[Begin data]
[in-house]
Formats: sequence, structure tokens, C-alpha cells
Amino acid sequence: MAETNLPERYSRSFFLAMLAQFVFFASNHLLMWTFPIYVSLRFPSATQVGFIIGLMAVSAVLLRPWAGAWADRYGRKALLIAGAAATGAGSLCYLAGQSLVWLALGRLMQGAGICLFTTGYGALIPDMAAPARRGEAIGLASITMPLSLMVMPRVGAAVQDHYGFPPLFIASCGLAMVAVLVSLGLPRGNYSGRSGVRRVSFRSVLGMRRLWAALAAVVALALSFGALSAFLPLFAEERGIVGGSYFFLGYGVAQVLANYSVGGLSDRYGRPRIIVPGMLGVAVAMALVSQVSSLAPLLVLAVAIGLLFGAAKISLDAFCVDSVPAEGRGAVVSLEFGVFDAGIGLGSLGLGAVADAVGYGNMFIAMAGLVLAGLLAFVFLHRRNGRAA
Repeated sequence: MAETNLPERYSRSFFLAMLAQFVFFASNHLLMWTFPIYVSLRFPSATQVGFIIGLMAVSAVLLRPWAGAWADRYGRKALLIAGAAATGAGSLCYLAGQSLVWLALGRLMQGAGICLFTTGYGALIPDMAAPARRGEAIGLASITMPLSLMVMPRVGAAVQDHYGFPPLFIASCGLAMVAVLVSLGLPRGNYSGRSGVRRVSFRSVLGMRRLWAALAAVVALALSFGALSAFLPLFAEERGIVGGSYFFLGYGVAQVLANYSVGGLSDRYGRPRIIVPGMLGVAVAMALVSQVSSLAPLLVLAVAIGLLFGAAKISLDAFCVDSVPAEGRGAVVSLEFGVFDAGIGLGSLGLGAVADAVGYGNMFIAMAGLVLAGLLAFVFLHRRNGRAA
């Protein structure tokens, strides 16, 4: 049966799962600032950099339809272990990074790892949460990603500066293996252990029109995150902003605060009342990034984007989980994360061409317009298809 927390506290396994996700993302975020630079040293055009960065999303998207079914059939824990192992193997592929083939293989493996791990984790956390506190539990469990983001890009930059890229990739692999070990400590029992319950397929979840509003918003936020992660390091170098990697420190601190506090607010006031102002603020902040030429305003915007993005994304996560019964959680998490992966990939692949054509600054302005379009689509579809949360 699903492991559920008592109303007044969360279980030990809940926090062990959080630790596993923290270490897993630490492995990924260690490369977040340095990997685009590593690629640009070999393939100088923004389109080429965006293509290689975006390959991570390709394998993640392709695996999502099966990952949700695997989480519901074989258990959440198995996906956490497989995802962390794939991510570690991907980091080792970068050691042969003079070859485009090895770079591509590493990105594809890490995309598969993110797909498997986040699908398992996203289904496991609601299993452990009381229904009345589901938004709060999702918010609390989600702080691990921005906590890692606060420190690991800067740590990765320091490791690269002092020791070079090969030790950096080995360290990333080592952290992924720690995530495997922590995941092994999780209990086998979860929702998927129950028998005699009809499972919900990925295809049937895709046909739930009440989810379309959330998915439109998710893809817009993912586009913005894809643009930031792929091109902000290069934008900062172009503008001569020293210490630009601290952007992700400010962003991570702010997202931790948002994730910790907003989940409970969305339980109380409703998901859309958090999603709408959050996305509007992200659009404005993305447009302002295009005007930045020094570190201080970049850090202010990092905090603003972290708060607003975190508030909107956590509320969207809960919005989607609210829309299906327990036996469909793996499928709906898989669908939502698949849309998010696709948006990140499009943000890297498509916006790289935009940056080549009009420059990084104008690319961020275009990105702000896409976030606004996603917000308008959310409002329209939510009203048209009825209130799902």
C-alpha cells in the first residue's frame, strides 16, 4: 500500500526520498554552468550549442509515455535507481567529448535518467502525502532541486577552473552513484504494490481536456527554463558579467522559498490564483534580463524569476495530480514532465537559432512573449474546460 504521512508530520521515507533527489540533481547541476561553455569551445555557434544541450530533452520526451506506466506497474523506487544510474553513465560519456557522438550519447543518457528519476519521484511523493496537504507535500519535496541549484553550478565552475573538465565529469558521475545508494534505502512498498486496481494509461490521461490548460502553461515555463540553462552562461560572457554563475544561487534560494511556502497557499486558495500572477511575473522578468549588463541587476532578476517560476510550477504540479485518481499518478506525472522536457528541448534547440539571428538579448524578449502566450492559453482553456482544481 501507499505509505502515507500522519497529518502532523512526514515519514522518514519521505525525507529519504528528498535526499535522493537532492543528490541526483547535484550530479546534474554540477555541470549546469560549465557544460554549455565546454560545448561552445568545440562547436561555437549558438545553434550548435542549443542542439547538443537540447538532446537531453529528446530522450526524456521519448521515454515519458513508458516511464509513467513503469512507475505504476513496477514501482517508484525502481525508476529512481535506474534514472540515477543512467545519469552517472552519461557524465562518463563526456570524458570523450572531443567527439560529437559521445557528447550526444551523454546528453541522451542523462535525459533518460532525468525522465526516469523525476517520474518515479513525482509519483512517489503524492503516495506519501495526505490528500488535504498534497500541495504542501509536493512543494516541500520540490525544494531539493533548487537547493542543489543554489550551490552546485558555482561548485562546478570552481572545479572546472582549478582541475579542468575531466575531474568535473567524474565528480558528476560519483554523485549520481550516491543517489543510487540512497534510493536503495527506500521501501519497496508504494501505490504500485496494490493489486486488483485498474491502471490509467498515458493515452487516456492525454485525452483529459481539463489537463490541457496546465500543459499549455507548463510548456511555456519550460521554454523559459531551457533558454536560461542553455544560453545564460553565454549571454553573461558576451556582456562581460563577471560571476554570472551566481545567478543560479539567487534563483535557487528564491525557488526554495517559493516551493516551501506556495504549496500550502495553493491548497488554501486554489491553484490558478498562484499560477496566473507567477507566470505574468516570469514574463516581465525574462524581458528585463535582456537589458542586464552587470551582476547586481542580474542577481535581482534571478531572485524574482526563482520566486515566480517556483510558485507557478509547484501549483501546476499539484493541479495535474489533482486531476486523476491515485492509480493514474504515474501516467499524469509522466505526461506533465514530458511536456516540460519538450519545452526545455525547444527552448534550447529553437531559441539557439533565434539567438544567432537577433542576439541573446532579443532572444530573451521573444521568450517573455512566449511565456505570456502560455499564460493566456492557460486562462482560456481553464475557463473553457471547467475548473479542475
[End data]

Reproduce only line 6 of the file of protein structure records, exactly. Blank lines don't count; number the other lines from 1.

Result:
C-alpha cells in the first residue's frame, strides 16, 4: 500500500526520498554552468550549442509515455535507481567529448535518467502525502532541486577552473552513484504494490481536456527554463558579467522559498490564483534580463524569476495530480514532465537559432512573449474546460 504521512508530520521515507533527489540533481547541476561553455569551445555557434544541450530533452520526451506506466506497474523506487544510474553513465560519456557522438550519447543518457528519476519521484511523493496537504507535500519535496541549484553550478565552475573538465565529469558521475545508494534505502512498498486496481494509461490521461490548460502553461515555463540553462552562461560572457554563475544561487534560494511556502497557499486558495500572477511575473522578468549588463541587476532578476517560476510550477504540479485518481499518478506525472522536457528541448534547440539571428538579448524578449502566450492559453482553456482544481 501507499505509505502515507500522519497529518502532523512526514515519514522518514519521505525525507529519504528528498535526499535522493537532492543528490541526483547535484550530479546534474554540477555541470549546469560549465557544460554549455565546454560545448561552445568545440562547436561555437549558438545553434550548435542549443542542439547538443537540447538532446537531453529528446530522450526524456521519448521515454515519458513508458516511464509513467513503469512507475505504476513496477514501482517508484525502481525508476529512481535506474534514472540515477543512467545519469552517472552519461557524465562518463563526456570524458570523450572531443567527439560529437559521445557528447550526444551523454546528453541522451542523462535525459533518460532525468525522465526516469523525476517520474518515479513525482509519483512517489503524492503516495506519501495526505490528500488535504498534497500541495504542501509536493512543494516541500520540490525544494531539493533548487537547493542543489543554489550551490552546485558555482561548485562546478570552481572545479572546472582549478582541475579542468575531466575531474568535473567524474565528480558528476560519483554523485549520481550516491543517489543510487540512497534510493536503495527506500521501501519497496508504494501505490504500485496494490493489486486488483485498474491502471490509467498515458493515452487516456492525454485525452483529459481539463489537463490541457496546465500543459499549455507548463510548456511555456519550460521554454523559459531551457533558454536560461542553455544560453545564460553565454549571454553573461558576451556582456562581460563577471560571476554570472551566481545567478543560479539567487534563483535557487528564491525557488526554495517559493516551493516551501506556495504549496500550502495553493491548497488554501486554489491553484490558478498562484499560477496566473507567477507566470505574468516570469514574463516581465525574462524581458528585463535582456537589458542586464552587470551582476547586481542580474542577481535581482534571478531572485524574482526563482520566486515566480517556483510558485507557478509547484501549483501546476499539484493541479495535474489533482486531476486523476491515485492509480493514474504515474501516467499524469509522466505526461506533465514530458511536456516540460519538450519545452526545455525547444527552448534550447529553437531559441539557439533565434539567438544567432537577433542576439541573446532579443532572444530573451521573444521568450517573455512566449511565456505570456502560455499564460493566456492557460486562462482560456481553464475557463473553457471547467475548473479542475